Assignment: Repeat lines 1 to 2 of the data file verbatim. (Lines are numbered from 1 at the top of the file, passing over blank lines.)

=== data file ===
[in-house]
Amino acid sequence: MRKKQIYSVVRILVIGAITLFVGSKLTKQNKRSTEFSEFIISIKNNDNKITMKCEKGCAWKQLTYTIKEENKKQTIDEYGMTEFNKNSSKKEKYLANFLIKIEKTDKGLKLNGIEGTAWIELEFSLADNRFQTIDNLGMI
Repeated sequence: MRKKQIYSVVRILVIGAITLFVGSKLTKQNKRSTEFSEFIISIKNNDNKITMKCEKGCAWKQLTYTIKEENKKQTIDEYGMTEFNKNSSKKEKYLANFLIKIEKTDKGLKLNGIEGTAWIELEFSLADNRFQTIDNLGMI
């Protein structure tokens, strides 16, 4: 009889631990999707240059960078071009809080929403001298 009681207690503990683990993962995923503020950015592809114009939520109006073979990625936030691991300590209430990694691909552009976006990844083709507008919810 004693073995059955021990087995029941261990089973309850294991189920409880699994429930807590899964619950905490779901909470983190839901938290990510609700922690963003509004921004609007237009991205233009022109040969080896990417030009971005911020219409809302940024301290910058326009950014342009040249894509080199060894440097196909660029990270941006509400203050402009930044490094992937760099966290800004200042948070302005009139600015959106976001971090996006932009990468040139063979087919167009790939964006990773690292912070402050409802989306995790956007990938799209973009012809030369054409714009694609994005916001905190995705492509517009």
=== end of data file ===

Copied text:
[in-house]
Amino acid sequence: MRKKQIYSVVRILVIGAITLFVGSKLTKQNKRSTEFSEFIISIKNNDNKITMKCEKGCAWKQLTYTIKEENKKQTIDEYGMTEFNKNSSKKEKYLANFLIKIEKTDKGLKLNGIEGTAWIELEFSLADNRFQTIDNLGMI